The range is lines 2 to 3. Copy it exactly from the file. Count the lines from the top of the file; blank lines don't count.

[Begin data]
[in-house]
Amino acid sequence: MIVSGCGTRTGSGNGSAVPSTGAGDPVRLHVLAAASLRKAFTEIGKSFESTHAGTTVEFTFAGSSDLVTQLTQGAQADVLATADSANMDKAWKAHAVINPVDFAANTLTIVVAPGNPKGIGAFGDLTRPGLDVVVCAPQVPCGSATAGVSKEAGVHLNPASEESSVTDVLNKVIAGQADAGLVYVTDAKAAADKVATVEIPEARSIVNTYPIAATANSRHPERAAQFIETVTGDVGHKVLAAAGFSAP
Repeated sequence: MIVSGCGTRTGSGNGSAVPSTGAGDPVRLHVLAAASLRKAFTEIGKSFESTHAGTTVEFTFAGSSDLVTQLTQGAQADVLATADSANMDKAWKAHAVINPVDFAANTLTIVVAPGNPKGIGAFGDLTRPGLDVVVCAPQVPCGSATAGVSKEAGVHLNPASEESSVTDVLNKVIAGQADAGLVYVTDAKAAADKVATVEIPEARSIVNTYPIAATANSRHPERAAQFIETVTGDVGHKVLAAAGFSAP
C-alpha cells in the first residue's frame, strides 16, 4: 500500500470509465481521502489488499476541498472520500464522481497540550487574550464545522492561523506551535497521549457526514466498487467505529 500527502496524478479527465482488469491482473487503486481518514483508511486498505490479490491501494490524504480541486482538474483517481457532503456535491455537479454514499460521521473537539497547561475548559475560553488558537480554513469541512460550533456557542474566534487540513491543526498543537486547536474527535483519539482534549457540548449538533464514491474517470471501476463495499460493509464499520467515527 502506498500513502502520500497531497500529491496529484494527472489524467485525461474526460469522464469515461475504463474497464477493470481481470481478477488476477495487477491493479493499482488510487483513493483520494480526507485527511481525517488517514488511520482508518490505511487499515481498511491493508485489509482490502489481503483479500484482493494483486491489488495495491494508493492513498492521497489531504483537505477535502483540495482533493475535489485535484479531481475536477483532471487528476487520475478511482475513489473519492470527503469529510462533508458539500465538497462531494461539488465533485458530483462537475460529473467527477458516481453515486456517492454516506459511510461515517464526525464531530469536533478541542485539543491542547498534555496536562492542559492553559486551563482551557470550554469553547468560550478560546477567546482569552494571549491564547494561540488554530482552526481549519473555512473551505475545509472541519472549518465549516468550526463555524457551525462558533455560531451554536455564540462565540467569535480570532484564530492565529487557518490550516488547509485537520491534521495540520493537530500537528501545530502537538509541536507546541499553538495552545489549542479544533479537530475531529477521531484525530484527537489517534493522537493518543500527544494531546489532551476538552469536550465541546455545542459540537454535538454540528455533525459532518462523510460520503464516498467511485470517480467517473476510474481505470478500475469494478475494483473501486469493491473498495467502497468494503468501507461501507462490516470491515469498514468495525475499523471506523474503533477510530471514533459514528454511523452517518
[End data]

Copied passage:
Amino acid sequence: MIVSGCGTRTGSGNGSAVPSTGAGDPVRLHVLAAASLRKAFTEIGKSFESTHAGTTVEFTFAGSSDLVTQLTQGAQADVLATADSANMDKAWKAHAVINPVDFAANTLTIVVAPGNPKGIGAFGDLTRPGLDVVVCAPQVPCGSATAGVSKEAGVHLNPASEESSVTDVLNKVIAGQADAGLVYVTDAKAAADKVATVEIPEARSIVNTYPIAATANSRHPERAAQFIETVTGDVGHKVLAAAGFSAP
Repeated sequence: MIVSGCGTRTGSGNGSAVPSTGAGDPVRLHVLAAASLRKAFTEIGKSFESTHAGTTVEFTFAGSSDLVTQLTQGAQADVLATADSANMDKAWKAHAVINPVDFAANTLTIVVAPGNPKGIGAFGDLTRPGLDVVVCAPQVPCGSATAGVSKEAGVHLNPASEESSVTDVLNKVIAGQADAGLVYVTDAKAAADKVATVEIPEARSIVNTYPIAATANSRHPERAAQFIETVTGDVGHKVLAAAGFSAP